Between the Cold Brew and Me

To curb any depression that has been sneaking in occasionally during the pandemic, I have taken to walking in the morning. I joined my public library book club but found it difficult to find the time to sit down and read while I was already struggling to do the same for my own books. One of the librarians mentioned that she walks and listens to the audiobook. So, I tried audiobooks in the car but apparently I cannot pay enough attention to both the road and the book. 

So, instead, books accompany me on walks. It’s a nice way to drown out the traffic noises on Long Island. The Libby algorithm was in my favor when I searched for audiobooks available. Ta-Nehisi Coates’ book Between the World and Me was the first title to pop on the list. Now, this book has been out for five years, during my “grad school” period of not reading. However, this book has gained popularity or at least came back to everyone’s radar recently with the Black Live Matter movements marching across the streets. 

I cannot recommend this book enough especially the audiobook narrated by Coates. I don’t read much nonfiction, however, this is unlike any nonfiction. Toni Morrison praised the book. Well, if Morrison loved it, I don’t see why the rest of us won’t!

Coates’s book is a letter to his teenage son with an underlining theme of the black body throughout history. Coates writes about national history and events through the stories of his life and memory. And as any person recalling memories to make sense of the world, Coates expresses his confusion and continuing process to makes sense of his attitude and actions. He does not sugar coat his stories or opinions for his son nor the readers.  

For drink pairings, I would pair this with a cold brew coffee. A refreshing and caffeinated drink to keep you cool these last few weeks of summer while awake during the long days of remote work.

Why We Stop Reading and Why it’s Okay

We have all been in that funk, when we stop reading. There is no shame in it. Go ahead, raise your hands how many of us are in a reading funk. I’m currently there now as I read Beloved by Toni Morrison (which is amazing btw). One reason for my pause on reading is because it’s too hot. It’s too hot to read in the living room, too hot to read outside, and too hot to read in the bath. I’ve gone back and forth in my mind, is the heat a good enough reason to stop reading. Well, yes.

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Librarian for Black Lives Matter

The Black Lives Matter was founded in 2013 after the acquittal of Trayvon Martin’s murderer. While America was focused on the current COVID-19 pandemic, systemic racism and police brutality continued to murder Black men and women. The morning after the march in Seattle in response to George Floyd’s murder, I was reading Jane Eyre with an incredible sense of guilt. It wasn’t just my white privilege guilt it was also the guilt of reading an even more white privileged author and fictional character.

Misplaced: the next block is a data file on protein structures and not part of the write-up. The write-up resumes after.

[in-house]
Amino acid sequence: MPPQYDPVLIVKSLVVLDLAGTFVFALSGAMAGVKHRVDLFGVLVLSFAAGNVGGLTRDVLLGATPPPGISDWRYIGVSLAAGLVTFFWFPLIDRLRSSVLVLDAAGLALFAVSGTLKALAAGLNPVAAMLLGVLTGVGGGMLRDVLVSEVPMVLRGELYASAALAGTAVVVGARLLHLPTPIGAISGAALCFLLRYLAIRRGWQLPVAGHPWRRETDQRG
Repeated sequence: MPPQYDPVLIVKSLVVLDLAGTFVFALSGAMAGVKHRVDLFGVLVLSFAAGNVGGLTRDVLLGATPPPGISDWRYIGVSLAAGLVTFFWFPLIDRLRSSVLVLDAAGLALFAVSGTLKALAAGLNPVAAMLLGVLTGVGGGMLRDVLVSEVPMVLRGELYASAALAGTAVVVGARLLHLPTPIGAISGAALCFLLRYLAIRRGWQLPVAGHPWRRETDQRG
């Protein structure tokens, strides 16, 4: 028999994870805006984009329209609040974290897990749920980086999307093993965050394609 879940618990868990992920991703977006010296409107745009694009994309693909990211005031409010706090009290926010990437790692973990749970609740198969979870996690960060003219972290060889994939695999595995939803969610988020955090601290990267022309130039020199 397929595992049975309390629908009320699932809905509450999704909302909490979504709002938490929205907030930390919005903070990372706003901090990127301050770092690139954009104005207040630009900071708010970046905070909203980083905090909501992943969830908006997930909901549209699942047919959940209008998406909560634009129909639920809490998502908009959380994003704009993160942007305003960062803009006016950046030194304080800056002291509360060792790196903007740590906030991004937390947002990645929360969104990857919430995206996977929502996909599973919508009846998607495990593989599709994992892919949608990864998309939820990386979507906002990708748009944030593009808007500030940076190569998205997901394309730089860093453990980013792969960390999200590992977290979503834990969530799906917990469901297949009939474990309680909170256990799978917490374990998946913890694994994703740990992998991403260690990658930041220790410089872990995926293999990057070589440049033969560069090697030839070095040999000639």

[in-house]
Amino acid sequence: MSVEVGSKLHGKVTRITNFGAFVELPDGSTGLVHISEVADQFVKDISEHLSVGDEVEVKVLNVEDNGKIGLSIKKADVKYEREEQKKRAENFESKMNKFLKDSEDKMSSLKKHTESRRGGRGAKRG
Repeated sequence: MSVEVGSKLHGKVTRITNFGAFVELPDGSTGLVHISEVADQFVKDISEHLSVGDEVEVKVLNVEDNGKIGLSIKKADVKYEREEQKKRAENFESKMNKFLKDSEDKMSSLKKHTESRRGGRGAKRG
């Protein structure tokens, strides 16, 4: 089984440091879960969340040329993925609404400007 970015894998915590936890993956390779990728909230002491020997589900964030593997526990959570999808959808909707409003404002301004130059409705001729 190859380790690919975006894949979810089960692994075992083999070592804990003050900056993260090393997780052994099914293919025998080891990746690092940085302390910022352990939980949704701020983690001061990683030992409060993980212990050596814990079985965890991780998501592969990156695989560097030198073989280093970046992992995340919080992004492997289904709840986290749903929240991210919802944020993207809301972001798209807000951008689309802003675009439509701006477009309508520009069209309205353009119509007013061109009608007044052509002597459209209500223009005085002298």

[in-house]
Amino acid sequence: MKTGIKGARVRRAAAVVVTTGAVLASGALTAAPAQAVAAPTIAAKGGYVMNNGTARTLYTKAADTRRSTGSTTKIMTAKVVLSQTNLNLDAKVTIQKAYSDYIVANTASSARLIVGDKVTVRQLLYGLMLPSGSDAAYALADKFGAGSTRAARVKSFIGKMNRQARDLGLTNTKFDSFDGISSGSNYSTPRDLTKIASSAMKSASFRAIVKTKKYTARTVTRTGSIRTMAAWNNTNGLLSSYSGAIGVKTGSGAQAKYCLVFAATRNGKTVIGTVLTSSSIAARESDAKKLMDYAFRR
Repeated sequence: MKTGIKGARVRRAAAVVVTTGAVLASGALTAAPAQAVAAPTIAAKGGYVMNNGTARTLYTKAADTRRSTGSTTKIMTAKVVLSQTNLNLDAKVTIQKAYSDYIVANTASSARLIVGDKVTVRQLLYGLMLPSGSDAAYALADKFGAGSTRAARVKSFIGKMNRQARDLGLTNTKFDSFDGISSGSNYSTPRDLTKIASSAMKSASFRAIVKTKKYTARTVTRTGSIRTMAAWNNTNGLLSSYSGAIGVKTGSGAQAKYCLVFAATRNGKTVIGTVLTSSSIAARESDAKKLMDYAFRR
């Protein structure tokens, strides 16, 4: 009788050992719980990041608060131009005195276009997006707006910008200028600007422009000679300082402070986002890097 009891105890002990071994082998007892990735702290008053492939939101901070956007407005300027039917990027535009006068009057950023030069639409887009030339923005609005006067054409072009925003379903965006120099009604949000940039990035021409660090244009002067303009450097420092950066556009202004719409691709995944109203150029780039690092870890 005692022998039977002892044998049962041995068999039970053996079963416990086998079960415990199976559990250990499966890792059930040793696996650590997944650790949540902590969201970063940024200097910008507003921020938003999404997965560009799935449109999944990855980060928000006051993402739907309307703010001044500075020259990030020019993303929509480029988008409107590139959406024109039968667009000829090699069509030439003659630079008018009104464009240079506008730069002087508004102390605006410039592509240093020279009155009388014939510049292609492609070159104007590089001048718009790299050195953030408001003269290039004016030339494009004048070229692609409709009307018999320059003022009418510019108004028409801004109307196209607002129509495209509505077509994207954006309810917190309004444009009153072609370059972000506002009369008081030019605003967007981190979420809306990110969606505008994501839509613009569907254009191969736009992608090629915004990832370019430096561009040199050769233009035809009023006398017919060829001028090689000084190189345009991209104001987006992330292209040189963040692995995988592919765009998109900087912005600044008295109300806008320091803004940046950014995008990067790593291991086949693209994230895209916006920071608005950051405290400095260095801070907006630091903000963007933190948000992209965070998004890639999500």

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Twenty Thousand Review

I read a lot of books and I like to think that I am a fast reader. However, this book proved me wrong. It took me about two months to finish this book, over three hundred pages! I’ve read long books before, mostly academic which makes them more skim-able. The past two months of reading this book has taught me that fiction books are harder to skim, at least for me.

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Twenty Thousand Leagues Under the Sea (Breeze)

This week’s literary cocktail is a Sea Breeze for Twenty Thousand Leagues Under the Sea by Jules Verne, another feature from Tim Federle’s book Tequila Mockingbird

Another summer cocktail in February, wow, do I know how to pick ‘em?! Luckily, with global warming making February in the upper 50’s and rainy, it isn’t hard to imagine it’s cool enough to enjoy a sea breeze. I really chose this cocktail because I already have cranberry juice from One Flew Over the Cuckoo’s Nest that needed to be used up and I wanted to read the book (win win). While the book is very long and can take a while to get into, it’s easy to have more than one sea breeze.

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“The White Commission Report”

When I was in high school, my mom and I were in a mother-daughter book club. One of the books we read was about a young girl who joined the wrestling team. It was written by a man and the absolute worst book I’ve ever read. He had no clue what it was like to be a teenager and had the audacity to write about her period. After reading such an atrocity of a book, I vowed never to read a book with a female protagonist written by a man. And I did pretty well up until now.

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One Flew Over the Review

I always like to read a little background on a book or author before I sink my teeth into their work. As a good researcher, I looked to Wikipedia for some quick insight into Kesey’s influence and motivation to write One Flew Over the Cuckoo’s Nest. According to Wiki, Kesey had worked at a Veteran’s hospital while in college and much of his influence on the book came from his conversations with the patients (and his own imagination under hallucinogenic drugs).

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